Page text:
Plato's theory of ethics, known as the Theory of Forms, stipulates that a person's well-being aims for the highest level of morality, but a person's virtues provide the skills necessary to attain a desired level of morality. Plato's theory of ethics deems happiness as the ultimate level of perfection.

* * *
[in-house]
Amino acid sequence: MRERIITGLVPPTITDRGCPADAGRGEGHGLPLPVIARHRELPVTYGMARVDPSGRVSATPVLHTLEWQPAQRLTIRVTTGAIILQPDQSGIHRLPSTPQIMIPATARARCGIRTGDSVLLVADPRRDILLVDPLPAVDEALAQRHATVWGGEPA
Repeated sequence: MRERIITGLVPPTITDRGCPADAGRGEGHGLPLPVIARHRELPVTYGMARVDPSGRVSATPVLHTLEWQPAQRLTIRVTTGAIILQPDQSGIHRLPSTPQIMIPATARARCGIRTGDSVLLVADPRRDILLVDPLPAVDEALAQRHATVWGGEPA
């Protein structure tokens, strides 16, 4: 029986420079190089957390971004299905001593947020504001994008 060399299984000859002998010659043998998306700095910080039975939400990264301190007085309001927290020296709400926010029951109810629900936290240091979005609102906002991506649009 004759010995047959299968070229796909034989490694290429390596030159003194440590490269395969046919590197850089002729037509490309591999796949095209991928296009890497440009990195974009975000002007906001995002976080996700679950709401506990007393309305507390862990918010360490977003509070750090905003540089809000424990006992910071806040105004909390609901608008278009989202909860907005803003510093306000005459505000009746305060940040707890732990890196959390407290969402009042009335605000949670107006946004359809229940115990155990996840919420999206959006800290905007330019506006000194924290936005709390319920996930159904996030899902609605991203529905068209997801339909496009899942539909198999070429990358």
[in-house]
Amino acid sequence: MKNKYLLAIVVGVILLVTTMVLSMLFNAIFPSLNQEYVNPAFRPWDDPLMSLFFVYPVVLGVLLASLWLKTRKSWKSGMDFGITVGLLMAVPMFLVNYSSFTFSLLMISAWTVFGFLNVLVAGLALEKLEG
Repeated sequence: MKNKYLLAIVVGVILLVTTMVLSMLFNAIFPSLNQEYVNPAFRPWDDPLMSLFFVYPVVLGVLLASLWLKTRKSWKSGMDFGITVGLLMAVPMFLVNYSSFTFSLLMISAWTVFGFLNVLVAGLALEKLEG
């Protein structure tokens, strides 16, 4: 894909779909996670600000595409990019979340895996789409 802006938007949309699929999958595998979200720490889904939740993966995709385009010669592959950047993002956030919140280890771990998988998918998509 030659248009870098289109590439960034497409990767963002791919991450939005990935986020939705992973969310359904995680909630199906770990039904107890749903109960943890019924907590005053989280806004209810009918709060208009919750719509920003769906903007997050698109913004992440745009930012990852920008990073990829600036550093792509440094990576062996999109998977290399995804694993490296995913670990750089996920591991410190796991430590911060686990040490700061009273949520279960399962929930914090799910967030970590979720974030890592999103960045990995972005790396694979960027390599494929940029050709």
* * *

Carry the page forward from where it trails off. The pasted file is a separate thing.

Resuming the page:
The Theory of Forms is based on the belief that good is the highest form. Plato's theory of ethics evolved over time as he worked with his mentor, Socrates. In his works, Plato argues that a person's soul determines the state of the person's happiness, thus indicating that a good soul indicates a good life.